Why eating local could spoil your appetite for supermarkets

Food producers and makers have united to put local food on the table in Queensland’s South Burnett.

As you walk through the door of the “Farm 2 Fork” shop, a large chalkboard displays a message highlighting how far the food at an average Brisbane barbecue has travelled.

The 200,000-kilometre figure is staggering, and one of the reasons chef Roberta Schablon wanted a place to be able to buy locally.

Ms Schablon is a member of the committee in the not-for-profit collective that has recently converted an empty store in the village of Wooroolin to a food market that opens twice a week.

A man and two women stand in a shop next to a chalkboard filled with messages about eating local food.A man and two women stand in a shop next to a chalkboard filled with messages about eating local food.
Messages in the collective shop explain the benefits of eating locally produced food.(ABC Wide Bay: Brad Marsellos)

“It came about because all of us were struggling to get local produce,” Ms Schablon said.

Space to play or pause, M to mute, left and right arrows to seek, up and down arrows for volume.

Play Audio. Duration: 9 minutes 33 secondsPlay Audio. Duration: 9 minutes 33 seconds

Country Kitchens: Farmers unite to open local produce market
Download 4.4 MB

“We were all scratching our heads, wondering why people don’t have local produce in restaurants and cafes locally.

“We realised it’s an accessibility issue.”

Years of drought and diminishing markets for small growers also spawned the social enterprise.

The former bakery is filled with garlic, mushrooms, honey, meats and wine, all supplied by farmers in the region who are members of the collective.

A 1930s shop renovated to the Fark 2 Fork Collective shop.A 1930s shop renovated to the Fark 2 Fork Collective shop.
The building in the village of Wooroolin was empty before the collective opened.(ABC Wide Bay: Brad Marsellos)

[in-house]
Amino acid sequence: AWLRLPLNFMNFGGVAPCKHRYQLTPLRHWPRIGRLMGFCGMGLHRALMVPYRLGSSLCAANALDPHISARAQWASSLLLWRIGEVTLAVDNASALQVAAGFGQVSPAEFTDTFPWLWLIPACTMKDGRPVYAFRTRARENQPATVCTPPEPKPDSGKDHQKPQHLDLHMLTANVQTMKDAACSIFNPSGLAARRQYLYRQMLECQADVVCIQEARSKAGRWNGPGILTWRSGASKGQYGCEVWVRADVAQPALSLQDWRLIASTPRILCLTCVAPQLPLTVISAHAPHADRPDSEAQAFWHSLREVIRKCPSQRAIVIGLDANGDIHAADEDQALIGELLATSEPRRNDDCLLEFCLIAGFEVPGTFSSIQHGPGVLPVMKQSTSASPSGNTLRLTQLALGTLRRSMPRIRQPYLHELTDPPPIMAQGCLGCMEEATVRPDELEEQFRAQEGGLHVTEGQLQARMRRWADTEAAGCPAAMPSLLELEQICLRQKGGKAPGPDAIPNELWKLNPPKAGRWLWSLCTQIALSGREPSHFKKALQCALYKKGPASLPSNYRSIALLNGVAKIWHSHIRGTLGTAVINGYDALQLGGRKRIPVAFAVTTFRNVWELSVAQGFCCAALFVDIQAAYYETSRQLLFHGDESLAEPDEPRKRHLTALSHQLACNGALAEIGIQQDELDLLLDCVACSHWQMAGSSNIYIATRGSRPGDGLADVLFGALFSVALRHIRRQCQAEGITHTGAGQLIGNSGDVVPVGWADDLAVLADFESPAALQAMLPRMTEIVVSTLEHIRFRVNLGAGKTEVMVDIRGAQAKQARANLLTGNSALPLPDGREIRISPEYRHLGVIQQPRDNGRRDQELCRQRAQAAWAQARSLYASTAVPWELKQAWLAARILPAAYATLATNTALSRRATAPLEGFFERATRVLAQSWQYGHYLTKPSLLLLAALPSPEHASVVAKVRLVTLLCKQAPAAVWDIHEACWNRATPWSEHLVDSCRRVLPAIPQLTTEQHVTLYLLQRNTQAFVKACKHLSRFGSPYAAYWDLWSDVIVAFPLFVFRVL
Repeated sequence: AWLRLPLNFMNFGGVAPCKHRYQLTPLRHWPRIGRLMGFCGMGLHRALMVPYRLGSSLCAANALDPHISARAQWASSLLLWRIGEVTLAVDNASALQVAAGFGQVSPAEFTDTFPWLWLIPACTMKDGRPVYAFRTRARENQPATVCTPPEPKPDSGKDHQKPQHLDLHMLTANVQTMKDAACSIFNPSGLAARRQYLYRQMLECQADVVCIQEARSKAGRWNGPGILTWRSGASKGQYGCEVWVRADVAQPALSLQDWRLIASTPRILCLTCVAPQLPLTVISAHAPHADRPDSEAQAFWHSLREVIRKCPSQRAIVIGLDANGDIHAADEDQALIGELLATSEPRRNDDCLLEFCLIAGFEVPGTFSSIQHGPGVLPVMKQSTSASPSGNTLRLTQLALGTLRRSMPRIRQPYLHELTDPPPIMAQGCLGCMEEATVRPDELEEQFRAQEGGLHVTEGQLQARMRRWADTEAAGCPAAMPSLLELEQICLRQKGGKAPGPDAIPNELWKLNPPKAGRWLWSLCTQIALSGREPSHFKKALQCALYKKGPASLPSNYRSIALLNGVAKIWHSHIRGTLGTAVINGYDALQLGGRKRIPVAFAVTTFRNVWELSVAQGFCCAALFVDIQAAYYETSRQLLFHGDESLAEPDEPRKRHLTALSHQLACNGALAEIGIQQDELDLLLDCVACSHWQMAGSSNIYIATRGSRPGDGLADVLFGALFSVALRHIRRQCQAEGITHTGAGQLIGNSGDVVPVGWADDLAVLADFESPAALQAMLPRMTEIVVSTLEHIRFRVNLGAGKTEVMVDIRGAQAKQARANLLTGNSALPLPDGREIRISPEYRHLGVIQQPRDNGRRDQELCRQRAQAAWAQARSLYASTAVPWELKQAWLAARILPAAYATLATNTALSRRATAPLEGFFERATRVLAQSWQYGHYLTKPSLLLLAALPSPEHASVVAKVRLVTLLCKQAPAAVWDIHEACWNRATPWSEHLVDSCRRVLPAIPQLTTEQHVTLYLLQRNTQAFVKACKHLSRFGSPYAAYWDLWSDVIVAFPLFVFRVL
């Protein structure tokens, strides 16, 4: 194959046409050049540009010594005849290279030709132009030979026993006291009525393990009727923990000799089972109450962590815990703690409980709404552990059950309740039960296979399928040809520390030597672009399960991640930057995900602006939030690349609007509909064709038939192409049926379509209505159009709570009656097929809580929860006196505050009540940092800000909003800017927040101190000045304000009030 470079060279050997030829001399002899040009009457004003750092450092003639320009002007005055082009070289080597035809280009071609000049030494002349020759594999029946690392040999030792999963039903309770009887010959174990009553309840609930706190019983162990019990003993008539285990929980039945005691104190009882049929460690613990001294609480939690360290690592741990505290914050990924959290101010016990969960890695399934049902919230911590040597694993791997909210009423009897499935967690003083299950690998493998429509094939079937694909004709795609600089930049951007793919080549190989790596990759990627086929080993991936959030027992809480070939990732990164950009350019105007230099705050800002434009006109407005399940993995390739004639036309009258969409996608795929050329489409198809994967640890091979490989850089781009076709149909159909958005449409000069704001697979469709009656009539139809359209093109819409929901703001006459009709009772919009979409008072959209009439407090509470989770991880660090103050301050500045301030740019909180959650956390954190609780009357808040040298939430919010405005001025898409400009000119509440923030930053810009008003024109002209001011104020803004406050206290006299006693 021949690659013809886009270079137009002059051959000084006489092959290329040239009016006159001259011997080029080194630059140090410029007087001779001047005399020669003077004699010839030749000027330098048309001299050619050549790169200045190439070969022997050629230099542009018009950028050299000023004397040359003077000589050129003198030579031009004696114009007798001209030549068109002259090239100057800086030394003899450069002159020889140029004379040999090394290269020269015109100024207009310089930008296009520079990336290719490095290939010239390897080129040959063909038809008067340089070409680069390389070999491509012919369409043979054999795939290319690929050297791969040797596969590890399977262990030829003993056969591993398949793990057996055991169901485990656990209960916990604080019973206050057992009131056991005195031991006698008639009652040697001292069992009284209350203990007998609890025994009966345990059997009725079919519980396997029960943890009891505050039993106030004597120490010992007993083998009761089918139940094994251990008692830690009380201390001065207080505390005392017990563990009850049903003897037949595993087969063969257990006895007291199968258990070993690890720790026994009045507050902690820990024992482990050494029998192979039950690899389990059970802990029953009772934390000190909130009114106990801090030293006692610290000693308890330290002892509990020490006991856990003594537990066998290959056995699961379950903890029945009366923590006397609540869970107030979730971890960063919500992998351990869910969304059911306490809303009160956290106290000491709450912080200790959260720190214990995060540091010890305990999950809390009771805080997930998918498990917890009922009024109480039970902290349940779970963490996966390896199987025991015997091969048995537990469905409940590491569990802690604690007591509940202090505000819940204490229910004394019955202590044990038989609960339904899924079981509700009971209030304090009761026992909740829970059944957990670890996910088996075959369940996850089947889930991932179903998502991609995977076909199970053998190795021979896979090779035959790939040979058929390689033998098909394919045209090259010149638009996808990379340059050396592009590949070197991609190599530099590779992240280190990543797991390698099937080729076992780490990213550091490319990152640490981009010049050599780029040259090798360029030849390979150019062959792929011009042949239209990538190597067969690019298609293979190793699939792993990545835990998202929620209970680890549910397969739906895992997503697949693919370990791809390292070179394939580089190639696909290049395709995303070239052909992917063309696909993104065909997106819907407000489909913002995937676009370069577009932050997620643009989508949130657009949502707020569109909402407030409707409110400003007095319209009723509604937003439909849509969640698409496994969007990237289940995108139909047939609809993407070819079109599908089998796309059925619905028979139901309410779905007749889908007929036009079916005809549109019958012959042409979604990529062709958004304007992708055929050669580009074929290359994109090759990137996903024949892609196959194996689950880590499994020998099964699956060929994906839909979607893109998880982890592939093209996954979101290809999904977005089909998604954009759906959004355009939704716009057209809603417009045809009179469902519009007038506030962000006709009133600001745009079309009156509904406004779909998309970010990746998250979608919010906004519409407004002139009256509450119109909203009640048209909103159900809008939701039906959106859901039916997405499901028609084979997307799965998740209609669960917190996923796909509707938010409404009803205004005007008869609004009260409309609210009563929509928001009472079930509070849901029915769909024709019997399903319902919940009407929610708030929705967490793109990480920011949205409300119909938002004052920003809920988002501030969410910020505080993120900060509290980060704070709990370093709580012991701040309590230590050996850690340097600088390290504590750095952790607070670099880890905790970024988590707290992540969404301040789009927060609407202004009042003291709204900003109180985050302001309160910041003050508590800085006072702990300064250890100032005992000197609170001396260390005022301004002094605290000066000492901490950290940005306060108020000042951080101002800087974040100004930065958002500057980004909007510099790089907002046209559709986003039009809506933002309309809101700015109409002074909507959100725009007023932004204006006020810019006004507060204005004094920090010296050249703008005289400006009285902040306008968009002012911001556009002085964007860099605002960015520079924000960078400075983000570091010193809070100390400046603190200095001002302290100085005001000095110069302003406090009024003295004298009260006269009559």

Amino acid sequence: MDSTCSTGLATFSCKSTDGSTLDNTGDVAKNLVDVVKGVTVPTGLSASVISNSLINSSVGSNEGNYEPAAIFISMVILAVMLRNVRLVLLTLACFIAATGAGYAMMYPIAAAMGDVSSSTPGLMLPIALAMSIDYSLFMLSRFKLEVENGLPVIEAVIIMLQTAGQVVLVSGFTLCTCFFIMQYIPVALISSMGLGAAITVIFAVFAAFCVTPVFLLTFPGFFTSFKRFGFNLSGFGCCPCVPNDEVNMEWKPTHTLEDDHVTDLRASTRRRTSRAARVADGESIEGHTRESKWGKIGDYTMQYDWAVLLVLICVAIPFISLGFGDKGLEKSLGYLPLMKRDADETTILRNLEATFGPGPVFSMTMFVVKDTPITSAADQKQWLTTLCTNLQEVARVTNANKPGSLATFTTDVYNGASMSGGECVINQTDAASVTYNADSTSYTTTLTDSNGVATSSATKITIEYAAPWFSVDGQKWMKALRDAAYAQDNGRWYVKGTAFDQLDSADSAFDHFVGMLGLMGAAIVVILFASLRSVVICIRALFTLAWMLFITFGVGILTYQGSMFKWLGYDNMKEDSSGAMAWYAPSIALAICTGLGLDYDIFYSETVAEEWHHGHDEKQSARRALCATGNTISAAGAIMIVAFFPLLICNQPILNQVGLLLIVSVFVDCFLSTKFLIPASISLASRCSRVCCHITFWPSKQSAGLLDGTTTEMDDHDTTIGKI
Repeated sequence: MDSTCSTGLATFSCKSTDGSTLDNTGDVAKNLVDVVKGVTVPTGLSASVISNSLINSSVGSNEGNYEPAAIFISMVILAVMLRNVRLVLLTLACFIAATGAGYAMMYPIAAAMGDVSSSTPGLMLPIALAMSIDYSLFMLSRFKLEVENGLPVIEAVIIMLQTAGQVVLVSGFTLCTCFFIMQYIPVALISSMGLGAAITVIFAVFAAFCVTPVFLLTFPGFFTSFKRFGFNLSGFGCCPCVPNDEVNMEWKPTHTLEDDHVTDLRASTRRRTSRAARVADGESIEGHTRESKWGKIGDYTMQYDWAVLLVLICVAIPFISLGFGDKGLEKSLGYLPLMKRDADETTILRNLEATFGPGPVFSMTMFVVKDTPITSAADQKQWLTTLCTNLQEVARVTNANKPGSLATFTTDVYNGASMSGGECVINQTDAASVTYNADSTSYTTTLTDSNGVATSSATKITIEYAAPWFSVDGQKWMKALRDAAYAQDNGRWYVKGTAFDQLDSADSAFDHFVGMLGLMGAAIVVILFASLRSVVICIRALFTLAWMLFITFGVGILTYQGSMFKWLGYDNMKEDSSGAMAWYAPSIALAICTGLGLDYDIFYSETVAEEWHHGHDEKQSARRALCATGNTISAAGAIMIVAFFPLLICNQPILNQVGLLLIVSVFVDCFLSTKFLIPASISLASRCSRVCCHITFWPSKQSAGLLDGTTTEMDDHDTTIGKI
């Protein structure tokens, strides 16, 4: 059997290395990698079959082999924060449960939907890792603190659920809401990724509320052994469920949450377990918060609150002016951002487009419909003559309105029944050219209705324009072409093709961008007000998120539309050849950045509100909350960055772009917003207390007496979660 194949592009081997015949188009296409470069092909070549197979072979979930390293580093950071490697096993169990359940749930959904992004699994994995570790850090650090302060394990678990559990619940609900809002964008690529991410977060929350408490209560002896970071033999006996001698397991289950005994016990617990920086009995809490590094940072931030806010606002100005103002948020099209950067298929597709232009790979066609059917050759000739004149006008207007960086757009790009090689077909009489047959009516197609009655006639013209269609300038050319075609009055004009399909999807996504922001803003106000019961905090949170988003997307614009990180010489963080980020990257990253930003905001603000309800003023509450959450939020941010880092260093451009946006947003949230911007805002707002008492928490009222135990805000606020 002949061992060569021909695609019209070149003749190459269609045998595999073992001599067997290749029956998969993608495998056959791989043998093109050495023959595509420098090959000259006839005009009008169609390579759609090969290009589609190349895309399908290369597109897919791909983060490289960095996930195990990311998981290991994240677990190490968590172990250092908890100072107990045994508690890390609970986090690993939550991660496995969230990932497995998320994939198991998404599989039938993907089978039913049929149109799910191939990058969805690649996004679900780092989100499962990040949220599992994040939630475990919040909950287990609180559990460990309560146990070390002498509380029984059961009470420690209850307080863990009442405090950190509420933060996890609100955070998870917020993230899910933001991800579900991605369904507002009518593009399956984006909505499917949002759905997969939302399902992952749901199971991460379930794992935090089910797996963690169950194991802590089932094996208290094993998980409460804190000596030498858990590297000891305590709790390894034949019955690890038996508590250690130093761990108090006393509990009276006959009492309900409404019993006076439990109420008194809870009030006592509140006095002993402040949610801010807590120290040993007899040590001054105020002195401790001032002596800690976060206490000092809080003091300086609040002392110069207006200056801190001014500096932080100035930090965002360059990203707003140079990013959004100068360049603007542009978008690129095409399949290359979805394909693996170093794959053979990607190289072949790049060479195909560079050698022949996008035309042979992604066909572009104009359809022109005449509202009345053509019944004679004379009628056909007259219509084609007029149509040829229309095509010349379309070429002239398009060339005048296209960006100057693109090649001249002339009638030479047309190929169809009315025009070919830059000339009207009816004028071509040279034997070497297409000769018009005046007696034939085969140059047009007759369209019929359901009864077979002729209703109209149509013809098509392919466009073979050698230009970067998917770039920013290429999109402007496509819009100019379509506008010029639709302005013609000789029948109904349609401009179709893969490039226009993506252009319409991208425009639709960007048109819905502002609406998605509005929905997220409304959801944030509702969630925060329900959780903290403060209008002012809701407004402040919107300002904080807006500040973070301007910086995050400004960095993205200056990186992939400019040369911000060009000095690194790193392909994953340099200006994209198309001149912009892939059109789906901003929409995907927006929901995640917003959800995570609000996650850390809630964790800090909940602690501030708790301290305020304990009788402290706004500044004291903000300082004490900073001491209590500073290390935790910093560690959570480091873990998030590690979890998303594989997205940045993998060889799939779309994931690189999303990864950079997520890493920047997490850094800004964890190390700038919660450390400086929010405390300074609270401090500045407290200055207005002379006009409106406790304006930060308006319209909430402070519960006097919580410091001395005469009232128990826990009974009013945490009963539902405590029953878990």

They volunteer in the store so they can chat with customers about their products and increase awareness about the benefits of buying directly from the farmer.

Free range, chemical-free pork and honey producer Selina Carey is also part of the committee and volunteers in the store.

While education for consumers on the value in eating local is important to Ms Carey, it is also about quality and flavour.

“I went to my brother’s place at the Sunshine Coast and he decided to serve roast pork from the supermarket,” Ms Carey said.

“I seriously couldn’t eat it.

“I smelt it first, took one bite and pushed it aside.”

A woman holds a bottle in a shop setting.A woman holds a bottle in a shop setting.
Selina Carey volunteers in the local produce shop.(ABC Wide Bay: Brad Marsellos)

Farming can be quite isolating, with many producers working alone in remote areas.

The social enterprise has not only put food on tables, it has provided a feed for the mind as well.

Lamb producer Greg Patch enjoys the companionship and friendship of being involved in the collective, with the shop acting as a hub where locals can meet for a chat.

“For me, it’s the friendship I get from it,” Mr Patch said.

A man and two women stand outside a 1930s renovated shop.A man and two women stand outside a 1930s renovated shop.
Greg Patch, Roberta Schablon and Selina Carey outside the community-run produce store.(ABC Wide Bay: Brad Marsellos)

And while the mental health benefits are valuable to Mr Patch, nutritious cuisine that is locally produced remains a vital part of the collective.

“We do Australian white sheep and we sell that directly to the customer,” he said.

“So, everything we sell is sold before it goes to the butcher shop.

“Our lambs are fed on multi-mix species’ pasture, and you end up with a densely more nutritious meat.”

Becoming a ‘locavore’

The Farm 2 Fork collective has taken some inspiration from the North American “locavore” movement — in which food is sourced within a 165 kilometre radius.

While some foods can’t be easily accessed in the regional Queensland area, Ms Schablon believes it is important to keep front of mind when considering what you eat.

Garlic in a basket mark "$3 each".Garlic in a basket mark "$3 each".
Farmers deliver produce to the collective each week and volunteers do the selling.(ABC Wide Bay: Brad Marsellos)

“We always say ‘we strive’ to utilise local,” she said.

“There are some things you just can’t get; like chocolate, maybe flour.”

Ms Schablon said collectives like Farm 2 Fork would mean less food travelling to the central markets, just to be driven back to supermarkets.

“We still have trucks going from a farm to a distribution centre just to come back to put the food in a shop,” she said.

“People need to stop and think, the food would be more nutritious and flavoursome because it is not sitting and not travelling.

“Where your food comes from is important on so many levels.

“It’s not just about your farmers, your low food miles, your nutrition — it’s about everything.”

Shop Women Clothes | Shop Celebrity Approved Women Activewear